Again, The apostle Paul is thought to use the phrase in this sense, Hebrews 4:12. “For the Word of God is quick and powerful, and sharper than any two-edged sword, piercing even to the dividing asunder of soul and spirit, and of the joints, and of the thoughts and in-marrow; and is a discerner tents of the heart.” This is not so applicable to the written word as to Christ, who is zw~n oJ Lo>gov tou~ Qeou~ , the living Word of God, or the Word of God, which liveth, as the words may be rendered. He is that Word that was made flesh, suffered, and died; but is now alive and lives for evermore; and may truly be said to be ejnerghhand; and will e’er long appear to be sharper than any two-edged sword, at his coming to judge the world at the last day. Then he’ll pierce, to the dividing asunder of soul and spirit, and of the joints, and marrow, and will show himself to be kritikoheart; for he’ll then “bring to light the hidden things of darkness, and make manifest the counsels of the heart ;” and will let” all the churches,” yea, all the world, angels and men, know that he it is “which searcheth the reins and hearts ;” all which cannot be so well applied to the written word. besides, the following verse makes the sense still more plain, which is closely connected with this, by the copulative ki< “And there is not any creature which is not manifest in his sight; but all things are naked and opened unto the eyes of him with whom we have to do “ Where the apostle manifestly speaks of a person, and not of a thing; and of such an one as is omniscient; and to whom we must give an account at the day of judgment. The words progov , in the last clause, may be rendered, “To whom we must give an account.” Now to whom must we give an account? not to the written word, but to a divine person, as the apostle says ( Romans 14:12): “So then every one of us shall give an account of himself to God.”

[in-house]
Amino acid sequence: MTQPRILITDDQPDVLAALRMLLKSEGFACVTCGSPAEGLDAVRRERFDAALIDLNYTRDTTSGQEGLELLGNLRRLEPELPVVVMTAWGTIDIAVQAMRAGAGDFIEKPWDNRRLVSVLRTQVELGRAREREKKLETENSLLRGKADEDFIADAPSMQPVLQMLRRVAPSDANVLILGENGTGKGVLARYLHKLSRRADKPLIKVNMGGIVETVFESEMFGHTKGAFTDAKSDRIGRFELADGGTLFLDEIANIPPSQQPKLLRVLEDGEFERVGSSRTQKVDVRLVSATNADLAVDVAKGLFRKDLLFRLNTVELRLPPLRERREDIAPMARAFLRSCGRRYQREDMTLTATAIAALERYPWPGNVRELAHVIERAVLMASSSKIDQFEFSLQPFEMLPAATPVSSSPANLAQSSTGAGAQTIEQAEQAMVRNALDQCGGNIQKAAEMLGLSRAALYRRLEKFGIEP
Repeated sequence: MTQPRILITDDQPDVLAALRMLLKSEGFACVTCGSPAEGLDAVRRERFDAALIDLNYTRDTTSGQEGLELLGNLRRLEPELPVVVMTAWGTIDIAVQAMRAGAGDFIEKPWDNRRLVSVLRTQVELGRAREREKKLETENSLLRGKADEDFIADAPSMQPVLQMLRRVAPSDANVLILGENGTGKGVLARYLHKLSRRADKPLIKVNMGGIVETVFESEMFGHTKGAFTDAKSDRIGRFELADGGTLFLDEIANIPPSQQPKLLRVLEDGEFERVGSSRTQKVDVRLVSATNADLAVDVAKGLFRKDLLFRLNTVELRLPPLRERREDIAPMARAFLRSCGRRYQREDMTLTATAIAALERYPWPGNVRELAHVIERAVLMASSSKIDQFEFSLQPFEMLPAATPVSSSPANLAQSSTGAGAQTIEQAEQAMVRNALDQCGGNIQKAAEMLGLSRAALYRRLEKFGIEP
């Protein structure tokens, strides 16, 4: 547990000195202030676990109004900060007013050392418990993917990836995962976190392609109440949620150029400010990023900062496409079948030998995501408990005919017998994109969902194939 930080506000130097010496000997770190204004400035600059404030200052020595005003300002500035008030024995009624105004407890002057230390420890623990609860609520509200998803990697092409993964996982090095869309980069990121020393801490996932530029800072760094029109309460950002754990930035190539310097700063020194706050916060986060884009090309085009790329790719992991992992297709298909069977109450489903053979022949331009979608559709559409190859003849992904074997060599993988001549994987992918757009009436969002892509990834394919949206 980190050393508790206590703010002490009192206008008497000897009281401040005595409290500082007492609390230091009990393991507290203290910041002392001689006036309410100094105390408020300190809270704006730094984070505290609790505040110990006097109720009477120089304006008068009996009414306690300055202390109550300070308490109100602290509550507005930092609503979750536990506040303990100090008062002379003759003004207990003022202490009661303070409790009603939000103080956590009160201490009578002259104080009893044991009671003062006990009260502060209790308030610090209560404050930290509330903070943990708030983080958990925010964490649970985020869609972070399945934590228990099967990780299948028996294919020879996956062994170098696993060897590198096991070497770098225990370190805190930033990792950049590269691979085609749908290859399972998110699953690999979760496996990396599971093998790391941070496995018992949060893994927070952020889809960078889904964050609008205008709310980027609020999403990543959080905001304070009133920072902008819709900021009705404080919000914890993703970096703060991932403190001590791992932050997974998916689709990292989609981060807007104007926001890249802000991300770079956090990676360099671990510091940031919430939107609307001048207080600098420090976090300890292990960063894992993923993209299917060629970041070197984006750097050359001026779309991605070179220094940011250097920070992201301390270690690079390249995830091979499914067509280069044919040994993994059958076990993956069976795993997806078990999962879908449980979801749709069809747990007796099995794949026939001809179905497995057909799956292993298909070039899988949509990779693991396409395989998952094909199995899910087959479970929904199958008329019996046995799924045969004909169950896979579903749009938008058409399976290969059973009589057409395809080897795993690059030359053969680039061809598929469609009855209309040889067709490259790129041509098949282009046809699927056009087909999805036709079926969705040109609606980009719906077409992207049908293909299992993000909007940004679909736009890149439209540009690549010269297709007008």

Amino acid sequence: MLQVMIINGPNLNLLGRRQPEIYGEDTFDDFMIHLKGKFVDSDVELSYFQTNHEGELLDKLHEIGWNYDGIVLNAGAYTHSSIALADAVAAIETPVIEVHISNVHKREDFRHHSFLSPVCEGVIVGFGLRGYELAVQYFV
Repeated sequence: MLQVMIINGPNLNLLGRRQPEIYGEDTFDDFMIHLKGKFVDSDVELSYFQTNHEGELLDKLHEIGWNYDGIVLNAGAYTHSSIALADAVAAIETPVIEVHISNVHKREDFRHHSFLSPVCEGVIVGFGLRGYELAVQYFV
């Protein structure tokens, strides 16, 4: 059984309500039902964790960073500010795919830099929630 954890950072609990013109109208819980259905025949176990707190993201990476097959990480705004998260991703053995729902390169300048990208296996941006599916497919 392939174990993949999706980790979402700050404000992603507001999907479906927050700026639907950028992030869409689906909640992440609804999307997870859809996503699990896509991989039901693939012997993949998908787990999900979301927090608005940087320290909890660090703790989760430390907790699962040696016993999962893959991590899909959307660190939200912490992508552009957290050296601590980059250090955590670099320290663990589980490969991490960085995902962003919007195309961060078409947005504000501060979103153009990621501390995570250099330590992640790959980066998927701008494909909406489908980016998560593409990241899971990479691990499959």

Ministers are accountable for preaching the word, and people for hearing it; but the account will be given, not to the written word, but to Christ, the living Word. Moreover, in ver. 14. this Word is said to be an high priest, who is passed into the heavens for us; which can be no other than Christ, who having assumed our nature, and offered himself a sacrifice for us, as an high-priest, is passed into the heavens; where he ever lives to make intercession for us: Which the apostle uses as an argument with believers, to hold fast their profession, and to come with boldness to the throne of grace. I cannot but observe, that many things which the apostle here says of the Word, are said of the Logos, by Philo the Jew; who, as he makes the cherubim in Genesis 3:24. symbols of God’s two powers, his goodness and power ; so likewise the flaming sword a symbol of his Logos, or Word; which he makes to be very swift and fervent. Elsewhere he says , That God, by his Logos, cuts and divides all things, even all things sensible; yea, atoms, and things indivisible. He represents him as very quick-sighted f104 , and as capable of seeing all things that are worthy to be seen. And he sometimes speaks of him as the Mediator between God and men; as one that makes atonement, and is an advocate with God. He says that he is the true High Priest, who is free from all sin voluntary and unvoluntary; which is just such an high priest as the apostle Paul s ays Jesus Christ is, Hebrews 7:26. But to go on.

    The apostle Paul uses this phrase just in the same sense, and ascribes the creation of the world to him, as the evangelist John does, when in Hebrews 11:3. He says: “Through faith we understand that the worlds were framed by the Word of God”, And also the apostle Peter, in <610301> Peter 3. 5. where he observes, that the scoffers were “willingly ignorant; that by the Word of God the heavens were of old, and the earth standing out of the water and in the water”. And adds, in ver. 7. That “by the same Word, the heavens and the earth, which are now, are kept in from reserved unto fire”.